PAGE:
Gas scooters have become quite popular since the price of gas skyrocketed a few years ago. At 80 to 100 miles per gallon gas mileage, it’s easy to understand why. Buying a scooter is also several thousand dollars cheaper than buying even an economy car, so it’s a great way to get started with a motorized vehicle for someone who’s never had one before.
Unfortunately, many people make poor choices when purchasing gas scooters, and they live to regret their purchases. Scan any Craigslist regional website and you will see dozens of scooters listed for resale. Some of these failed scooter owners just found that scooter riding wasn’t for them. Perhaps they didn’t like the feel of the wind (or rain) against their skin. Or they felt unsafe on the roads, as compared to all the larger vehicles.
It is likely, though, that many of these people might have found that they could be successful scooter owners, had they made a better choice of gas scooter in the first place. So this article will discuss some of the most common mistakes people make when choosing a scooter to buy.
The #1 mistake is choosing a scooter based totally on looks. Having a scooter that looks “cool” won’t make it the right choice for you. There are so many other things to consider, such as engine size based on your driving needs, how well it fits you, and how closely the features and benefits of a particular scooter match your needs and preferences. If you choose a scooter just because you liked its color or its racy styling, then you may later find you wish you had made a different choice.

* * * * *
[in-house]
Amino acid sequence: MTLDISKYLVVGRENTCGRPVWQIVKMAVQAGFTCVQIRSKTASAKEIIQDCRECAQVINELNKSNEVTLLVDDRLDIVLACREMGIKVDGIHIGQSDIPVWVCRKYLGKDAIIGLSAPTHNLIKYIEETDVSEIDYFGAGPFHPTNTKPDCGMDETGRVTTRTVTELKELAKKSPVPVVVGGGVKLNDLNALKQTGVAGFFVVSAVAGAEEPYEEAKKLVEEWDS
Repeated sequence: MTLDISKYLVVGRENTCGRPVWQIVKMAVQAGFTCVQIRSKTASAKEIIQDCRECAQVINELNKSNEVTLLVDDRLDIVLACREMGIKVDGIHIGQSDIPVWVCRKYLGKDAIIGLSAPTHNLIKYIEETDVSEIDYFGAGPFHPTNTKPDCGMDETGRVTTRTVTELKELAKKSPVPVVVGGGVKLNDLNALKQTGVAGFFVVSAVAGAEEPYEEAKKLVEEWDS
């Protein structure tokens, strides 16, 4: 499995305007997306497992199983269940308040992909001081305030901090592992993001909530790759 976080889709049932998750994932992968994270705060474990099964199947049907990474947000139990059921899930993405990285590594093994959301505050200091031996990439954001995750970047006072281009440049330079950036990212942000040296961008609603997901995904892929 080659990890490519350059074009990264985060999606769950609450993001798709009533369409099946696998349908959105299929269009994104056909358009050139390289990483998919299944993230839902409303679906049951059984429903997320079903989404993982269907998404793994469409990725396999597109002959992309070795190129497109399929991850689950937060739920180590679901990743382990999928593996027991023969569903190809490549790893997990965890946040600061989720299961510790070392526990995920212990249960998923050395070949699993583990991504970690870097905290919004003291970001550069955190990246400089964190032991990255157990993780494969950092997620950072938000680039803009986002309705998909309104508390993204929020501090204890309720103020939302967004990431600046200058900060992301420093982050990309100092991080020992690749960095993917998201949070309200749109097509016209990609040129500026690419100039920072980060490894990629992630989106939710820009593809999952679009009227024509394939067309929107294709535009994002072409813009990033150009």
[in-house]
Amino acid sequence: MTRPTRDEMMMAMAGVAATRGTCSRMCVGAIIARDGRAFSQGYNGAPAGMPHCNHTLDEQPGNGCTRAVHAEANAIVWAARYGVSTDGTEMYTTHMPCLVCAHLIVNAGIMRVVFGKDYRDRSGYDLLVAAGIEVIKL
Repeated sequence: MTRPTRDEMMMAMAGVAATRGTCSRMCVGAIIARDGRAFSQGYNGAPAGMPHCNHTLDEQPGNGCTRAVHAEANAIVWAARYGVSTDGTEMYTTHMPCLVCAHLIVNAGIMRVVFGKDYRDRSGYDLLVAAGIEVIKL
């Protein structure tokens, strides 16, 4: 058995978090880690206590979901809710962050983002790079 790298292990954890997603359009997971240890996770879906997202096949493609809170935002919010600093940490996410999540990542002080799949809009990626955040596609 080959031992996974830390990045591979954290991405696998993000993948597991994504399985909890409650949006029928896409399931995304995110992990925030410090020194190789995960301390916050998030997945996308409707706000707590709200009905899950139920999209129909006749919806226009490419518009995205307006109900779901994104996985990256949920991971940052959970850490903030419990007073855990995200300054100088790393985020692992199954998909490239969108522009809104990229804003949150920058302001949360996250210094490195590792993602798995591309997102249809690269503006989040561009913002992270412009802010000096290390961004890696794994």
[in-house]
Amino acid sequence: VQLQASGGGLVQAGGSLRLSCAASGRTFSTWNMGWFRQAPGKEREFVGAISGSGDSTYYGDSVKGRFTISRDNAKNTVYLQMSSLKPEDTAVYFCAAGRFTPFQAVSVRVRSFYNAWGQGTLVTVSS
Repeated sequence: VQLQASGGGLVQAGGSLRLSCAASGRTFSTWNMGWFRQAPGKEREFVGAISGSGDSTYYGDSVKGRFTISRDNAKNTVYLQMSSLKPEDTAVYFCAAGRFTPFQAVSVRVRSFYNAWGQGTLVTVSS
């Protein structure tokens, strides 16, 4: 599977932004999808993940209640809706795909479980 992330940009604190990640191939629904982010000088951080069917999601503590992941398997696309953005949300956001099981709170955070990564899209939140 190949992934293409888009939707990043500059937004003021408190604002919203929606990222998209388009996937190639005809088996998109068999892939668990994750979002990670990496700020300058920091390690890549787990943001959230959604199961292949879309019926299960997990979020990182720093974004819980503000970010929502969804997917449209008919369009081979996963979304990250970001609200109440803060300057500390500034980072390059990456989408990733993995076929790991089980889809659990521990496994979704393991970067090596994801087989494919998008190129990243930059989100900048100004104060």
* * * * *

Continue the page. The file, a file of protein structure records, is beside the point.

Another common mistake is being entranced by a cheap price. Sure, we all love a bargain, but you need to understand that with scooters, as with most things, you do get what you pay for. If you pick up a gas scooter for a few hundred dollars, there is probably a reason why. And that reason could be that it is made with substandard parts that are put together wrong. This is common with scooters purchased online or from China. Even these cheap scooters can be tweaked to run just fine and to last for many thousands of miles, though. But you’ll need to know how and be willing to work on the scooter from the get go, or to have a scooter mechanic you can count on to do the work for you. If you are not prepared to do either of those things, then stick with the more expensive, more well-known and more reliable brands like Genuine, Yamaha, or Honda.
The third mistake is not making sure you’re buying from a reputable scooter dealer. There are a lot of shysters out there in the gas scooter market these days. They’ll be happy to sell you a cheap scooter that they have no intention of guaranteeing will ever run. They won’t honor whatever warranty they may have offered, nor will they even respond to your emails or anxious phone calls. Your best bet is to buy locally from a dealer you have checked out, both with a visit to the dealership and by looking for reviews online. But if you do buy online, then make sure you’ve thoroughly researched the seller before you slap down your hard-earned cash.
Even if you’re only spending a couple of thousand dollars on a scooter, you want to be sure you make the best buying decision possible. So don’t let looks, price or easy access sway you, unless you are really sure that the gas scooter you have chosen is the best buy for you.
Kathi MacNaughton is an avowed & passionate gas motor scooter lover. To get great scooter tips, answers to your scooter questions and tons of detailed motor scooter reviews, visit http://www.Motor-Scooters-Guide.com.